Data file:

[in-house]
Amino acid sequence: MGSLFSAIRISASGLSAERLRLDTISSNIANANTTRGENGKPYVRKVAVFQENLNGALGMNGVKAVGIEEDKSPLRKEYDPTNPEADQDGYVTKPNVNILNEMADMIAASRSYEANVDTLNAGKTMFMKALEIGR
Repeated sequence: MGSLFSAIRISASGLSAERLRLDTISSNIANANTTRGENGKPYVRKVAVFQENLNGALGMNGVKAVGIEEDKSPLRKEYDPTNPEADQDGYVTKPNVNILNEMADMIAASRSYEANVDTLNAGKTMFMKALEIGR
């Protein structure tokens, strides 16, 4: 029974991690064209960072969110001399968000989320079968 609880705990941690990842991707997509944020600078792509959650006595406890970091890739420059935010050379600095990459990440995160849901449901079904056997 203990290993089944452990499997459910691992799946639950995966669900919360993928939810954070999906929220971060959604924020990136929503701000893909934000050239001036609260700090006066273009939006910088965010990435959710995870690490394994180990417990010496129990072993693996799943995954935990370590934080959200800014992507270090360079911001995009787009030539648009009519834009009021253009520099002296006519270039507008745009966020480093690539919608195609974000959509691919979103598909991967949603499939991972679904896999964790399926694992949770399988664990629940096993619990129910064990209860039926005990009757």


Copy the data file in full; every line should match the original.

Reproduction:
[in-house]
Amino acid sequence: MGSLFSAIRISASGLSAERLRLDTISSNIANANTTRGENGKPYVRKVAVFQENLNGALGMNGVKAVGIEEDKSPLRKEYDPTNPEADQDGYVTKPNVNILNEMADMIAASRSYEANVDTLNAGKTMFMKALEIGR
Repeated sequence: MGSLFSAIRISASGLSAERLRLDTISSNIANANTTRGENGKPYVRKVAVFQENLNGALGMNGVKAVGIEEDKSPLRKEYDPTNPEADQDGYVTKPNVNILNEMADMIAASRSYEANVDTLNAGKTMFMKALEIGR
């Protein structure tokens, strides 16, 4: 029974991690064209960072969110001399968000989320079968 609880705990941690990842991707997509944020600078792509959650006595406890970091890739420059935010050379600095990459990440995160849901449901079904056997 203990290993089944452990499997459910691992799946639950995966669900919360993928939810954070999906929220971060959604924020990136929503701000893909934000050239001036609260700090006066273009939006910088965010990435959710995870690490394994180990417990010496129990072993693996799943995954935990370590934080959200800014992507270090360079911001995009787009030539648009009519834009009021253009520099002296006519270039507008745009966020480093690539919608195609974000959509691919979103598909991967949603499939991972679904896999964790399926694992949770399988664990629940096993619990129910064990209860039926005990009757």